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Childs Nerv Syst. 2006 Sep;22(9):1072-9. Epub 2006 Apr 26.

Aplasia cutis congenita of the scalp: is there a better treatment strategy?

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  • 1Division of Pediatric Neurosurgery, Ribeirão Preto School of Medicine, University of São Paulo, Campus Universitário, 14049-900 Ribeirão Preto, Brazil. rsoliveira30@yahoo.fr

Abstract

BACKGROUND:

Aplasia cutis congenita (ACC) is a rare disease of unknown etiology, involving any site of the body. The scalp is the most frequent location, followed by the forearms, knees, both sides of the trunk, and neck, in decreasing order of frequency. Superficial lesions may heal spontaneously and seldom result in morbidity or mortality. However, in patients with large scalp and skull defects, there are risks of infection and bleeding. Conservative treatment has been described and advocated, but some authors have highlighted the disadvantages of this treatment modality. On the other hand, several authors claim that aggressive surgical treatment has an important role for large defects.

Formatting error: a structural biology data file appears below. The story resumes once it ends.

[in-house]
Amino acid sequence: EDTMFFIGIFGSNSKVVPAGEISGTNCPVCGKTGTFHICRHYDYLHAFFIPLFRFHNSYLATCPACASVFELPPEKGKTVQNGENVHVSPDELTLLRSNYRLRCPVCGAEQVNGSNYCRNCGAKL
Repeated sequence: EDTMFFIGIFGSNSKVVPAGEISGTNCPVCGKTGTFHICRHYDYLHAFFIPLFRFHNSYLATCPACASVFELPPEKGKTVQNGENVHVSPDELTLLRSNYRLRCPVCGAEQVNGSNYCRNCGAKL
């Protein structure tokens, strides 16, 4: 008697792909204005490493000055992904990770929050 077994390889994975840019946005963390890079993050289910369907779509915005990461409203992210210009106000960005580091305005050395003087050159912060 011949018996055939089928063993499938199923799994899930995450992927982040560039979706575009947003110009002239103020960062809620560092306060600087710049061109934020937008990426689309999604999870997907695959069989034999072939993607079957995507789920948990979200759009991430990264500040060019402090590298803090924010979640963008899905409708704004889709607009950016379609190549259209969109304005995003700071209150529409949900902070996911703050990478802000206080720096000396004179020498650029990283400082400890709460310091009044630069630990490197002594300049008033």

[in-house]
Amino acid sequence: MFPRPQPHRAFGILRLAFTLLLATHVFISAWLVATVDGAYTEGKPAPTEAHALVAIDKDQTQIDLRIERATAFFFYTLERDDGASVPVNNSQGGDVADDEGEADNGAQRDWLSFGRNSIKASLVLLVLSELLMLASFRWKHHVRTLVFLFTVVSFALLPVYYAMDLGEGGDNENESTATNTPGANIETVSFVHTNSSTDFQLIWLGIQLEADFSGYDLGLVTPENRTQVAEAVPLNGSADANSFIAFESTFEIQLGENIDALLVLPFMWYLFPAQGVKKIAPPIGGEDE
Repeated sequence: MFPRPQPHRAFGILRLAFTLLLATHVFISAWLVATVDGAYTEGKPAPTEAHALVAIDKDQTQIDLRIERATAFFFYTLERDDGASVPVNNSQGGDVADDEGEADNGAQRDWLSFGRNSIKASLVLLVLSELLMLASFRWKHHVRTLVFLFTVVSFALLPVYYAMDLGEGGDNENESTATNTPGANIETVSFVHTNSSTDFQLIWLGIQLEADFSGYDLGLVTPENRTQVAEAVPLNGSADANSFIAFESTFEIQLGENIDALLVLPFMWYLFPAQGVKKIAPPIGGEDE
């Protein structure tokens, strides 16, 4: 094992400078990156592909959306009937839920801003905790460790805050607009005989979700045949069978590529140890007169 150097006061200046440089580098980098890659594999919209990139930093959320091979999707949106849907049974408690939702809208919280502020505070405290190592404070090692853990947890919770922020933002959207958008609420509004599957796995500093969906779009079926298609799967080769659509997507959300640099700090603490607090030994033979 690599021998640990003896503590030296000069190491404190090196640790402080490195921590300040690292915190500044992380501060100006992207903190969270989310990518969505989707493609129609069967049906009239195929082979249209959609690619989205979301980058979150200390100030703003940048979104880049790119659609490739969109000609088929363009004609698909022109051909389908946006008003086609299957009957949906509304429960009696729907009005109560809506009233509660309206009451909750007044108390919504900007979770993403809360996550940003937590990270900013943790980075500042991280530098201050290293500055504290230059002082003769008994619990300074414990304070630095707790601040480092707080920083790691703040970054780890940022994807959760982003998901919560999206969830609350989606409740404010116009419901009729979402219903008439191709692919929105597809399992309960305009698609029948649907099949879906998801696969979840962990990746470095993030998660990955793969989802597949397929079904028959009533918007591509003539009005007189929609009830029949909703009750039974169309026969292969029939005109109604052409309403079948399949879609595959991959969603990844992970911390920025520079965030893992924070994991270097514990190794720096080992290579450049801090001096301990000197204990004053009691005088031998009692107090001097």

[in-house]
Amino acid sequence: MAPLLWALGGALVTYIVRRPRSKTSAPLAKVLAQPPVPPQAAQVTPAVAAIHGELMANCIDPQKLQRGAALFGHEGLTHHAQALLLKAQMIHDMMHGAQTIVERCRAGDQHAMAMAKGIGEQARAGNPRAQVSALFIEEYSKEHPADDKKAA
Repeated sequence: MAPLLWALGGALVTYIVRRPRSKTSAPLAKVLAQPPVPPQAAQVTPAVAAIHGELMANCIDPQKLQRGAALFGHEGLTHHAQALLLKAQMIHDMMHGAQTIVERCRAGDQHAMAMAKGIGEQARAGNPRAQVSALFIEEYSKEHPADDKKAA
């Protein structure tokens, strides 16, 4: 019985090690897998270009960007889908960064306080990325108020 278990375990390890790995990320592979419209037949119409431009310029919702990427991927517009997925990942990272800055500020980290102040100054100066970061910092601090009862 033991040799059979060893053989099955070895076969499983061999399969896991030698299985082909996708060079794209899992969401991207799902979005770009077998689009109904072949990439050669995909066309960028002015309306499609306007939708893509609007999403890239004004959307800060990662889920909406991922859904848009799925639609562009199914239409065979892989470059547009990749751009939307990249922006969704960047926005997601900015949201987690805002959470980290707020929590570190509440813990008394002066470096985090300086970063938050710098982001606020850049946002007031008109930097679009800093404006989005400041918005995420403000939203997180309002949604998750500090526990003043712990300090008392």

MATERIALS AND METHODS:

In this paper, we report three newborns with ACC of the scalp, two large defects and a medium one, respectively, treated conservatively and surgically.

CONCLUSION:

The management of ACC of the scalp is still controversial. Our series suggests that conservative treatment should be performed for initial management in newborns.

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PMID:
16639628
[PubMed - indexed for MEDLINE]
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